Teaching Comparative Government and Politics

Monday, April 06, 2015

Recruiting candidates for future elections

In the USA, gerrymandering and incumbent advantages make most House of Representative seats safe for one party or the other. The same is true in the UK, but those safe seats in the UK can be major stepping stones for opposition rookies.

The general election candidates with no hope of winning
Well over half of the 650 seats up for grabs are "very unlikely to change hands" on 7 May, according to the Electoral Reform Society.

That won't stop candidates from rival parties - not to mention independents - from putting themselves forward…

While there could be upsets in an "extraordinary" election, running against the favourite is usually a thankless task with little support from party HQ…

But it has been the first step on the Westminster ladder for many leading figures in British politics.

They include Boris Johnson, who ran in the safe Labour seat of Clwyd South ("I fought Clwyd South - and Clwyd South fought back", he said) and Tony Blair, who came a distant third in a by-election in Tory stronghold Beaconsfield South in 1982…
Tony Blair (center) as a candidate in 1982
Joe Goldberg tried to unseat local MP David Cameron for Labour in Witney in 2010, finishing third as the future prime minister coasted to a 22,740 majority.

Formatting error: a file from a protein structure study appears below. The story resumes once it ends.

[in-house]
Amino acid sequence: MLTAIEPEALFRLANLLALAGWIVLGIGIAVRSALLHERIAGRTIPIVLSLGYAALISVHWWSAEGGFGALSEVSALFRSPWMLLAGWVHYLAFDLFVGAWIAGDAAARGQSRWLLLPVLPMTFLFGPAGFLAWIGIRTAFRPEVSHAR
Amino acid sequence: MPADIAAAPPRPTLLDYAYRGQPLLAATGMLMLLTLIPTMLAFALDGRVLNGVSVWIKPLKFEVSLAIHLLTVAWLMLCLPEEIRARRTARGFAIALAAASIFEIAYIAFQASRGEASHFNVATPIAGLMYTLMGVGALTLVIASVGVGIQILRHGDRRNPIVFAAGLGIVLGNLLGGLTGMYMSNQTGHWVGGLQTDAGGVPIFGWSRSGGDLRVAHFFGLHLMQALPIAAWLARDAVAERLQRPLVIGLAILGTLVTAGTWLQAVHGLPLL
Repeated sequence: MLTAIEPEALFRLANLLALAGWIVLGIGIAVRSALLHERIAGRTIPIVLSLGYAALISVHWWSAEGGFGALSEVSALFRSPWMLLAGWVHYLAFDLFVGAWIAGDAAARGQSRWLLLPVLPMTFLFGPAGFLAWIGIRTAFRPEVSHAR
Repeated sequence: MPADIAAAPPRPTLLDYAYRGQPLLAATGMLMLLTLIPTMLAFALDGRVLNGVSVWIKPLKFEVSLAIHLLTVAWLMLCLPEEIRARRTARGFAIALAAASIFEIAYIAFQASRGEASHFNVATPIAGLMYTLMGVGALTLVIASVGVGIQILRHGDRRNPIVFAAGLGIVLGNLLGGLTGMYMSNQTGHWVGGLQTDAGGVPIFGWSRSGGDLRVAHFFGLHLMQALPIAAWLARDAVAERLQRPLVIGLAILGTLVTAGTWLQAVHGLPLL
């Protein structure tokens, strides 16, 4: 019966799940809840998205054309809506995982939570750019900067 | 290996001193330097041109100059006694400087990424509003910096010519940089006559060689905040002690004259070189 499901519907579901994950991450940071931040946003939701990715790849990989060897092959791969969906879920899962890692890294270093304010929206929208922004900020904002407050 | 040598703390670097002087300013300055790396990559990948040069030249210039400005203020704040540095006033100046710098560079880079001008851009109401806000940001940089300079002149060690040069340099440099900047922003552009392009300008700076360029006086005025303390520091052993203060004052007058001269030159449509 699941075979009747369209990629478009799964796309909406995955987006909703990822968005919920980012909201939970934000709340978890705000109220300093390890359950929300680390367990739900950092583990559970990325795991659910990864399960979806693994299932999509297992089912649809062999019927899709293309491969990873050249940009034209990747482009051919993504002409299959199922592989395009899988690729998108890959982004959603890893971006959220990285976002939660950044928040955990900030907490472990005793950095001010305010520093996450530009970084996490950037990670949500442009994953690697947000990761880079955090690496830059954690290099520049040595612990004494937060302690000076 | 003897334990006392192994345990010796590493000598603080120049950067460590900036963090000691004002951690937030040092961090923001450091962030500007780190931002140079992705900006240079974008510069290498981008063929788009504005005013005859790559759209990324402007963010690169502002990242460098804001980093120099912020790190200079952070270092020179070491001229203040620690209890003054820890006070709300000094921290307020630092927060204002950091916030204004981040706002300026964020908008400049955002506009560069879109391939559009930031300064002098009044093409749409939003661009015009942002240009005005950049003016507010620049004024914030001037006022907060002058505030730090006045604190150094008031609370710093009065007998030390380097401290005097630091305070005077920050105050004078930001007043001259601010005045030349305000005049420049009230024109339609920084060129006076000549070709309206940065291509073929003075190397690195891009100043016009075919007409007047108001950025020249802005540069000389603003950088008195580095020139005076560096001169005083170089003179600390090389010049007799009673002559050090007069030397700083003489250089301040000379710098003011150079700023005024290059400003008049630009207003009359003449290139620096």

David Cameron and opponents in the last election. Joe Goldberg with the red Labour Party badge.
"You're not going to beat David Cameron when you're standing in Witney, it's not going to happen," the 38-year-old says, insisting that despite the "huge commitment" his campaign required, he does not regret it "for a minute".

Taking part in a Hustings debate against the Tory leader was "something to tell the grandchildren", he says.

But his reason for standing is probably shared by also-rans across the country.

"It's about making sure that there's a voice for people who have a slightly different point of view," he adds.

"That's part of the democratic process."

Teaching Comparative blog entries are indexed. Use the search box to look for country names or concept labels attached to each entry.

Just The Facts! is a concise guide to concepts, terminology, and examples that will appear on May's exam.

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